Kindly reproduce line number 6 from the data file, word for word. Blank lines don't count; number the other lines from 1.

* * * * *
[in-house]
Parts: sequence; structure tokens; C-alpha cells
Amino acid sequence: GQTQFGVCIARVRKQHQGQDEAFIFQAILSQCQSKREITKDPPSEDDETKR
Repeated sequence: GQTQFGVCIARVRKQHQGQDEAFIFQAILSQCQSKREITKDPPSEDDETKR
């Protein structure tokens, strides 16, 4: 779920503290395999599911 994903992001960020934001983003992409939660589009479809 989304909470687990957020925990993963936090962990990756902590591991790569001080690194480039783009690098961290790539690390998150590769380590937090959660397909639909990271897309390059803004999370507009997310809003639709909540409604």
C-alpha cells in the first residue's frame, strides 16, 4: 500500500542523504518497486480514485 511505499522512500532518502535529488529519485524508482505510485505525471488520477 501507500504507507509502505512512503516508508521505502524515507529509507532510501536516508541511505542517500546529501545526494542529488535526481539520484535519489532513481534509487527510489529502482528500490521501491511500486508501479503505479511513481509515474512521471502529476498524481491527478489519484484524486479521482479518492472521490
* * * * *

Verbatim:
C-alpha cells in the first residue's frame, strides 16, 4: 500500500542523504518497486480514485 511505499522512500532518502535529488529519485524508482505510485505525471488520477 501507500504507507509502505512512503516508508521505502524515507529509507532510501536516508541511505542517500546529501545526494542529488535526481539520484535519489532513481534509487527510489529502482528500490521501491511500486508501479503505479511513481509515474512521471502529476498524481491527478489519484484524486479521482479518492472521490